Project Highlight of NGSS Dimensions: The Ocean Tracks interface provides tools to allow students to develop skills in the NGSS Practice Analyzing and Interpreting Data. Students pursue questions of current scientific importance using customized versions of the same types of data analysis tools used by scientists. By reducing the cognitive demands typically associated with finding, downloading, viewing data and otherwise learning to use the interface itself, students are able to immediately begin making meaning of the data, drawing inferences and connecting them with evidence.  For example, in a simple dropdown menu that includes a range of available tracks, students can select  and view the track of an elephant seal. Students can then use an interactive graphing tool to dynamically generate graphs of measurements such as average speed, dive depth and track curviness for selected portions of the track. Based on measurements made using the graphing tool, they could infer that the seal may be feeding along sections where it slows down, dives deeper, and the track becomes curvier. They can explore their ideas and inferences further by superimposing the track on maps of sea surface temperature, chlorophyll concentration, or bathymetry, and by researching the feeding habits of elephant seals in the Ocean Tracks library.  Ocean Tracks provides opportunities for students to learn and apply core foundational concepts in biology, environmental science, and earth science, and also to build basic mathematical skills such as graphing and statistical analyses. For example, as students explore scientific questions such as “why is a shark lingering along a sea surface temperature front?” they will need to understand and apply knowledge about the role of predators in ecosystems (Framework LS2.A: Interdependent Relationships in Ecosystems) and interactions between sharks and their physical environment (Framework LS2.B: Cycles of Matter and Energy Transfer in Ecosystems). As they use tracking data to identify areas of importance the tagged species, students can consider the potential long-term impact of changes to the physical environment due to climate change, and will learn and apply concepts related to Frameworks LS2.C: Ecosystem Dynamics, Functioning, and Resilience; LS4.C: Adaptation and LS4D: Biodiversity and Humans; ESS2.D Weather and Climate; ESS2.E: Biogeology; and ESS3.C: Human Impacts on Earth’s Systems.  Students also engage in NGSS Cross Cutting Concepts as they compare and look for patterns in the movements of marine animals and seek understanding of cause and effect and system interactions as they attempt to relate these movements to sea surface temperature or bathymetry.

Grade Level(s): High School



About the project: The Reasoning Tools for Understanding Water Systems project is building on learning progression research to study the effects of Tools for Reasoning and Formative Assessments on development of middle school students' understanding of hydrologic systems. The project applies a design-based research approach using cycles of design/revision, teacher workshops, and small-scale classroom pilot tests. The central research question of the project is: How can learning progression-based Reasoning Tools and Formative Assessments support students in using models and representations to engage in principled reasoning about hydrologic systems? This question is addressed through analysis of data from assessments of student learning, student clinical interviews, teacher assessments, classroom observations, and teacher focus groups. The project will contribute insight into developing students' environmental science literacy and reasoning skills needed to make informed decisions about 21st century water issues. Outcomes will include materials for teaching middle school students, strategies for supporting students and teachers in use of the Tools and Formative Assessments, and refinements to the water systems learning progression framework.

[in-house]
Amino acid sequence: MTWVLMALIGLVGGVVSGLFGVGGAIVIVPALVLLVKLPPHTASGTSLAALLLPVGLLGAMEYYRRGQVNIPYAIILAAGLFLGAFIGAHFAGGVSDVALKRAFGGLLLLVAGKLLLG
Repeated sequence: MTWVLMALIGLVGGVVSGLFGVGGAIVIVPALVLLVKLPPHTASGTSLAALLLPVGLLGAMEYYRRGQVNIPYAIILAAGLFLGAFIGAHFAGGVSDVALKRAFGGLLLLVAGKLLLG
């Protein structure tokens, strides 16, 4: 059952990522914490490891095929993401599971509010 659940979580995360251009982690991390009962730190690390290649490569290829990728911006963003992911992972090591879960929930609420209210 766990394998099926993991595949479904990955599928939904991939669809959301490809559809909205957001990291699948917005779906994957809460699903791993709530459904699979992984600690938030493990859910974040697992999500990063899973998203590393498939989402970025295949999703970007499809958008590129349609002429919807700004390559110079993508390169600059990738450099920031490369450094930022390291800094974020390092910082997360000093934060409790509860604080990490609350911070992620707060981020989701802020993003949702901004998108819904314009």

Project Highlight of NGSS Dimensions: One scientific practice that is central to the Reasoning Tools project is constructing explanations for science. A core idea in the Water Systems Learning Progression is that traditionally, school science has asked students to develop and repeat understanding of the water cycle that involves naming places water goes and processes involved in that movement (e.g., water falling from a cloud to the ground is called precipitation, water moving from Earth’s surface to the air is called evaporation). These are descriptions rather than explanations. Explanations involve explaining how and why things happen. In the water systems project, the focus is on explaining driving forces (e.g., gravity, thermal energy, pressure) and constraining factors (e.g., topography, elevation, permeability, etc.) that govern how and why water moves through connected natural and human engineered systems.